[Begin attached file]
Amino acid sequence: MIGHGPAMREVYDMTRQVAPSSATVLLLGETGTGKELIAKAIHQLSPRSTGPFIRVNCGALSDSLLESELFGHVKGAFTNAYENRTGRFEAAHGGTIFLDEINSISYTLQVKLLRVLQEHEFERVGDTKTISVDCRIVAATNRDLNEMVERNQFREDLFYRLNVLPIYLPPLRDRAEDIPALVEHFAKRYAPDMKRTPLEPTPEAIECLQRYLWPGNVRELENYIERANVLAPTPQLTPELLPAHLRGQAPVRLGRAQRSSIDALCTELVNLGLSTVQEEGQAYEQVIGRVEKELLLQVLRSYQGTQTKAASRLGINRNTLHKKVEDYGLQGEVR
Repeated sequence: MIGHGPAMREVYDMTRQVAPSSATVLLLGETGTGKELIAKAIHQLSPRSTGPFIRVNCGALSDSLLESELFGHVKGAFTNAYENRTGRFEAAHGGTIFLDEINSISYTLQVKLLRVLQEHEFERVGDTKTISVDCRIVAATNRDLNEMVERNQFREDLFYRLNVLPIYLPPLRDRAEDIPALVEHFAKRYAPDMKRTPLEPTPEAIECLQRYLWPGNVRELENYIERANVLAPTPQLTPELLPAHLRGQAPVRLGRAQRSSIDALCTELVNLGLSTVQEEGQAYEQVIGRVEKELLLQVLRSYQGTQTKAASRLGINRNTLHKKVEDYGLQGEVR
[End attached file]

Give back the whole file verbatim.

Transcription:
Amino acid sequence: MIGHGPAMREVYDMTRQVAPSSATVLLLGETGTGKELIAKAIHQLSPRSTGPFIRVNCGALSDSLLESELFGHVKGAFTNAYENRTGRFEAAHGGTIFLDEINSISYTLQVKLLRVLQEHEFERVGDTKTISVDCRIVAATNRDLNEMVERNQFREDLFYRLNVLPIYLPPLRDRAEDIPALVEHFAKRYAPDMKRTPLEPTPEAIECLQRYLWPGNVRELENYIERANVLAPTPQLTPELLPAHLRGQAPVRLGRAQRSSIDALCTELVNLGLSTVQEEGQAYEQVIGRVEKELLLQVLRSYQGTQTKAASRLGINRNTLHKKVEDYGLQGEVR
Repeated sequence: MIGHGPAMREVYDMTRQVAPSSATVLLLGETGTGKELIAKAIHQLSPRSTGPFIRVNCGALSDSLLESELFGHVKGAFTNAYENRTGRFEAAHGGTIFLDEINSISYTLQVKLLRVLQEHEFERVGDTKTISVDCRIVAATNRDLNEMVERNQFREDLFYRLNVLPIYLPPLRDRAEDIPALVEHFAKRYAPDMKRTPLEPTPEAIECLQRYLWPGNVRELENYIERANVLAPTPQLTPELLPAHLRGQAPVRLGRAQRSSIDALCTELVNLGLSTVQEEGQAYEQVIGRVEKELLLQVLRSYQGTQTKAASRLGINRNTLHKKVEDYGLQGEVR